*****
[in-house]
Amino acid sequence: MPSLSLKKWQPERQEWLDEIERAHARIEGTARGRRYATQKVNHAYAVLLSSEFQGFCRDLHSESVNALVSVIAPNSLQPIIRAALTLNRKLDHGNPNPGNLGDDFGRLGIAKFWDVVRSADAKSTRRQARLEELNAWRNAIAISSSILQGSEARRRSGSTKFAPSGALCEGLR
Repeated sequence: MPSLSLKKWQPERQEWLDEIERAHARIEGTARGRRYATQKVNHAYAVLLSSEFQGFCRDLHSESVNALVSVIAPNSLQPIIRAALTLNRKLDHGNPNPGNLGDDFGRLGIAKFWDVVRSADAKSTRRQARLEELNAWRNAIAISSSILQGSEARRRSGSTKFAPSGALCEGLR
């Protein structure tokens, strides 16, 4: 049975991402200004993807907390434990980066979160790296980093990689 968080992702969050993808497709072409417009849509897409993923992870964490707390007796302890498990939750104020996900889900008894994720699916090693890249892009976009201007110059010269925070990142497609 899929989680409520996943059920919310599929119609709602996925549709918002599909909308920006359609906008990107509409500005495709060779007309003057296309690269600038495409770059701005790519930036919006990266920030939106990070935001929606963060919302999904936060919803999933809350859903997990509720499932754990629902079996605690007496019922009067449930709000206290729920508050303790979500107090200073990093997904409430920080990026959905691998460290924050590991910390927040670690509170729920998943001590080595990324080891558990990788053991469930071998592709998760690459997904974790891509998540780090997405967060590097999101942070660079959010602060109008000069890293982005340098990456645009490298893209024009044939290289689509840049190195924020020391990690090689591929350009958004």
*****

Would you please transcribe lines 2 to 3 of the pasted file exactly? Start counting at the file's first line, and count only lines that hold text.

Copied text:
Amino acid sequence: MPSLSLKKWQPERQEWLDEIERAHARIEGTARGRRYATQKVNHAYAVLLSSEFQGFCRDLHSESVNALVSVIAPNSLQPIIRAALTLNRKLDHGNPNPGNLGDDFGRLGIAKFWDVVRSADAKSTRRQARLEELNAWRNAIAISSSILQGSEARRRSGSTKFAPSGALCEGLR
Repeated sequence: MPSLSLKKWQPERQEWLDEIERAHARIEGTARGRRYATQKVNHAYAVLLSSEFQGFCRDLHSESVNALVSVIAPNSLQPIIRAALTLNRKLDHGNPNPGNLGDDFGRLGIAKFWDVVRSADAKSTRRQARLEELNAWRNAIAISSSILQGSEARRRSGSTKFAPSGALCEGLR